The legends and reality
The early years
Mikao Usui (born in 15th of August, 1865 in the Japanese village of Taniai) first received and then structured Reiki as a healing method.
When he was young, Usui studied Kiko, the Qi Gong Japanese version. Since then, he become to wonder if there would be a method to heal without accumulating energy internally, special breading and positions. All this was destined to activate energy but at an enormous exhaustive cost. As we know, he only received that answer from Heaven, later on, in his adult life.
As an adult, he travelled and lived in other Eastern Countries and travelled west, to some European countries. With a gigantic thirst for knowledge, Usui studied several subjects, like medicine and other areas connected to spiritual growth and development. He was even part of a metaphysical group (Rei Jyutu Ka) because, at the time, he had already a precise psychic ability.
A complete education shaped him to professional success. He worked as a Public Servant, first as Shinpei Goto and then directing Tokyo Health and Social Security Department. The culmination of this path was reached when he became Tokyo’s Mayer. Through his career he met important people that, later on, decided to enter the business area. Unfortunately, in 1914, his business failed and he decided to become a Buddhist Monk.
In March 1922, Mikao Usui returned to Kurama Hill where he previously learned Kiko and started a 21-day retreat, with fasting, chanting, praying and meditation. The meditation was targeted to open up the Crown Chakra and consisted in standing near a small artificial waterfall.
Near the end of this retreat Usui received Reiki in an intense enlightenment experience (Satori): the energy penetrated and evolved him as an initiation, expanding his mind.
He immediately understood what he just had received and hoped to receive his all life: the power to heal others without suffering physically or mentally in that process.
Usui started to use Reiki as a self-healing process, then to heal closed relatives. In April, he moved to Tokyo where he founded the “Usui Reiki Ryoho Gakkai”, that means Usui Reiki Healing Association, that still exists today as a clinic.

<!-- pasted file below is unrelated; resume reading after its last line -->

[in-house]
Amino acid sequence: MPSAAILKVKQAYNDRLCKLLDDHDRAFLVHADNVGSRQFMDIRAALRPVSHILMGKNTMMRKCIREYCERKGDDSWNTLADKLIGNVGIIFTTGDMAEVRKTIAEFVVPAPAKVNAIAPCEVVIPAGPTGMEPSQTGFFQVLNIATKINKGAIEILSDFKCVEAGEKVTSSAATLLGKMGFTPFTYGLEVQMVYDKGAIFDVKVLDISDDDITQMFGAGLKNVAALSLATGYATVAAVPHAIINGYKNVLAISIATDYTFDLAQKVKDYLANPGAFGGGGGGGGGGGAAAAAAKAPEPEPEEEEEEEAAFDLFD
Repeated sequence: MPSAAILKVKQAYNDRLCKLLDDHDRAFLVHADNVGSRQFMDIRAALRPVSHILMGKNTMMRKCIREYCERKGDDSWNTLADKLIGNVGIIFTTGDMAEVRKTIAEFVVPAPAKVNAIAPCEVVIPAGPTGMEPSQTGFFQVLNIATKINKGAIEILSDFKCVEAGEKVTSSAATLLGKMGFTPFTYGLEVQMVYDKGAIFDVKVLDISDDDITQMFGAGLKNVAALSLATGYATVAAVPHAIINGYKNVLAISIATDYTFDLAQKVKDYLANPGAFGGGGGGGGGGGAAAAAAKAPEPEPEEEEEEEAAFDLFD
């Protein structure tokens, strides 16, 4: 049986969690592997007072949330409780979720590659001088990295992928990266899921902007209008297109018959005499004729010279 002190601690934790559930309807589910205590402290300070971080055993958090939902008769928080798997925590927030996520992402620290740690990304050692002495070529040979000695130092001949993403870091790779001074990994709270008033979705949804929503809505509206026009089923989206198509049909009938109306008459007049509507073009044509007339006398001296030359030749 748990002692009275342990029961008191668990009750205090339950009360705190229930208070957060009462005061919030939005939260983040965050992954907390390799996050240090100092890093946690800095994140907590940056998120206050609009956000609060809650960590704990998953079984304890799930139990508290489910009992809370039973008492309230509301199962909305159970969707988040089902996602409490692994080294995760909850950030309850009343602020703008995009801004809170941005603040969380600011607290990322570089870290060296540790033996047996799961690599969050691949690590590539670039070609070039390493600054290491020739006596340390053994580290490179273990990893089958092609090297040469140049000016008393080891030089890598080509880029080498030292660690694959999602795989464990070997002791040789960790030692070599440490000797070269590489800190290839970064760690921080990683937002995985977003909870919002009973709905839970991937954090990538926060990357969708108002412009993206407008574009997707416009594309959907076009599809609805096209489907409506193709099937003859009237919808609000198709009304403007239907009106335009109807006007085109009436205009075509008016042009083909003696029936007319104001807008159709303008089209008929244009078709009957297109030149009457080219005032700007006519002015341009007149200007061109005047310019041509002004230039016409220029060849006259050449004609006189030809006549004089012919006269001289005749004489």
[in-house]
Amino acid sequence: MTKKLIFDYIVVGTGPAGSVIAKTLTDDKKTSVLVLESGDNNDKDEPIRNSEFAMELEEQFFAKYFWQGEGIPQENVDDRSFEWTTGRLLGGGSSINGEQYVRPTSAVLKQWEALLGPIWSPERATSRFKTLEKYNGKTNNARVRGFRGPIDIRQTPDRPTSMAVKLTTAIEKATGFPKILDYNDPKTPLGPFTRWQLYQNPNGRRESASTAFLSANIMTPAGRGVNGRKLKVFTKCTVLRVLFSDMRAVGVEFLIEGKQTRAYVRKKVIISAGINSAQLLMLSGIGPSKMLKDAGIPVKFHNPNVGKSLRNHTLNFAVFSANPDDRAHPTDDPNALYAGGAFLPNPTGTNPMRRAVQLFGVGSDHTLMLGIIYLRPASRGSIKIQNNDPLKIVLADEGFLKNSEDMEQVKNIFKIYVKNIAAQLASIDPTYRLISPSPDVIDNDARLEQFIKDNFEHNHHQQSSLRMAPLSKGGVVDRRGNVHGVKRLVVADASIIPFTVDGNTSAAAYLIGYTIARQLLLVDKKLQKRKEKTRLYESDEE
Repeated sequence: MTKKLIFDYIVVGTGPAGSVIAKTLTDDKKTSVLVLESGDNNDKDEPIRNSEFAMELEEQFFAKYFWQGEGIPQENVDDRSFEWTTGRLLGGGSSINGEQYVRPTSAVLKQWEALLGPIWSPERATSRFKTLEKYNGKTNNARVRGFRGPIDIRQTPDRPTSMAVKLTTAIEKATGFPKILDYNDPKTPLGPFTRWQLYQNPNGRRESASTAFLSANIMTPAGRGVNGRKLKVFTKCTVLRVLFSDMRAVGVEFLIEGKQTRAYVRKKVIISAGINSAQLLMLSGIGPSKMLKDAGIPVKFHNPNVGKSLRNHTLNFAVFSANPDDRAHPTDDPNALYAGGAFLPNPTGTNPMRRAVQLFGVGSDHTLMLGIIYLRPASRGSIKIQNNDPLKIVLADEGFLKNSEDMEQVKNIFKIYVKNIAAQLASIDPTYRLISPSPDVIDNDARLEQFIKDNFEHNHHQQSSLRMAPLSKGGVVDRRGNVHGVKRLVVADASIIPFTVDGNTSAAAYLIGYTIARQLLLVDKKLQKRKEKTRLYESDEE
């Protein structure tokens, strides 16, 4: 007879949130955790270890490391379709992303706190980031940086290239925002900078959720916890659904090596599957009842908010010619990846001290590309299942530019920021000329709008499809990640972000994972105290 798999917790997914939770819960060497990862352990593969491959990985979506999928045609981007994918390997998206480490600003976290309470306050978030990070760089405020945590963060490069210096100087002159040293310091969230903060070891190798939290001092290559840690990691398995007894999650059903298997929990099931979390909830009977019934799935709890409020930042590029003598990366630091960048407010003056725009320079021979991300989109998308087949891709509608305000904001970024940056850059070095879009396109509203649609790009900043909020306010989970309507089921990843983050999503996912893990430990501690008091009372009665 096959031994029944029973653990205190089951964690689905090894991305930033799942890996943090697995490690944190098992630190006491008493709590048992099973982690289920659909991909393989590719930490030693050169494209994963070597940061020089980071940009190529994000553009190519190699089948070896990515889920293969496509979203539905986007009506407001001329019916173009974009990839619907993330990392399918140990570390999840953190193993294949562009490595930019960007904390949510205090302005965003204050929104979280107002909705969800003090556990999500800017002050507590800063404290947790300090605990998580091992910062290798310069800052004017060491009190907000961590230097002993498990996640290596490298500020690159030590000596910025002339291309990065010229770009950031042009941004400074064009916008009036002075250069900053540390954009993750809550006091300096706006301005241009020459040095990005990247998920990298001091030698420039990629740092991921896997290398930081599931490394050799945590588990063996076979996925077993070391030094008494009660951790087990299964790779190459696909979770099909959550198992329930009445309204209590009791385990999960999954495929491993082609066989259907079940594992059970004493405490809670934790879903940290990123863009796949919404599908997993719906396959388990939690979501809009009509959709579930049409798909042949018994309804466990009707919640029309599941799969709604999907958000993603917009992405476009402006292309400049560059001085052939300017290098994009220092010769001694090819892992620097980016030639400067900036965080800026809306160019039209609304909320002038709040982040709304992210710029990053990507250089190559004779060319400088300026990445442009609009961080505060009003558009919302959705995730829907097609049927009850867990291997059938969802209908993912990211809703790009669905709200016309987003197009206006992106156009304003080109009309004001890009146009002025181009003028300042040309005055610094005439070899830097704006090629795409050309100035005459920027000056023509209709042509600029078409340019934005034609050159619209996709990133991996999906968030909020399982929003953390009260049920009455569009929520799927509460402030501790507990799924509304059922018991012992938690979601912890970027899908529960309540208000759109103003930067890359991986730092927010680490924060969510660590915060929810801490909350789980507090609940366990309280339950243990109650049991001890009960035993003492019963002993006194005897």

At the same time, he started teaching Reiki, dividing this training in six degrees, where the first is called the sixth degree and so on.
The first four degrees were called Shoden or initiation levels (Tataka compressed them into a unique level I); the fifth was called Okudenou Interior Teaching and was divided into Okuden Zenki (1st half) and Okuden Koko (2nd half).
The master degree was called Shinpiden, meaning Teaching the Mysteries. Remember that Usui did not use the Master title and only Tataka started using it, when teaching Reiki in the 70’s. This title used to (and still does) confuse people in western countries, since it has a subliminal enlightenment notion that is literally wrong, because unlike Usui who is the only case, the next Reiki teachers received this ability from another, so called, “master” e never directly from the “Source”.
Test of fire
Mikao Usui passed his big “test of fire” in 1923, when one of the most devastating earthquakes hit Japan. Usui and his disciples had the unfortunate occasion to physically and psychologically heal thousands of people, with Reiki. More than 140 000 people died due to that earthquake.
In 1925, Usui opened a bigger clinic and travelled across Japan to pass on Reiki to as most people as he could. Some say that he taught more than 2000 people and trained 16 Masters. His generous concern was to take Reiki to as much people possible and spread it over the Planet. He could never imagine that such a big blessing would be restricted to only a few lucky ones. He knew that if everybody practiced Reiki, the world would be a better place. The Japanese government awarded him with the Kun San To medal, given only to those who place their life at others’ service.
Mikao Usui Memorial
Mikao Usui died of a striking heart attack in March 9 of 1926. Next to his grave, in Sahoji Temple in Tokyo, there is memorial with an inscription describing his life and his Reiki work. This memorial was build by J. Ushida, the president of the Usui Reiki Ryoho Gakkai after its founder’s death. Today Msayoshi Kondo is this 7th Association president, after Usui. Westerners can be surprised when finding out that Hayashi is not among these seven. In fact, Chujiro Hayashi stepped aside the Association when Usui died, developing his own Association.
Closely working with Reiki, he developed his own techniques and healing positions, that we have access thanks to Frank Arjava Peter’s book, published in English in 2003. Curiously, to those familiar with Reiki saga we know today that, like Usui, he never intended to be called Great Master.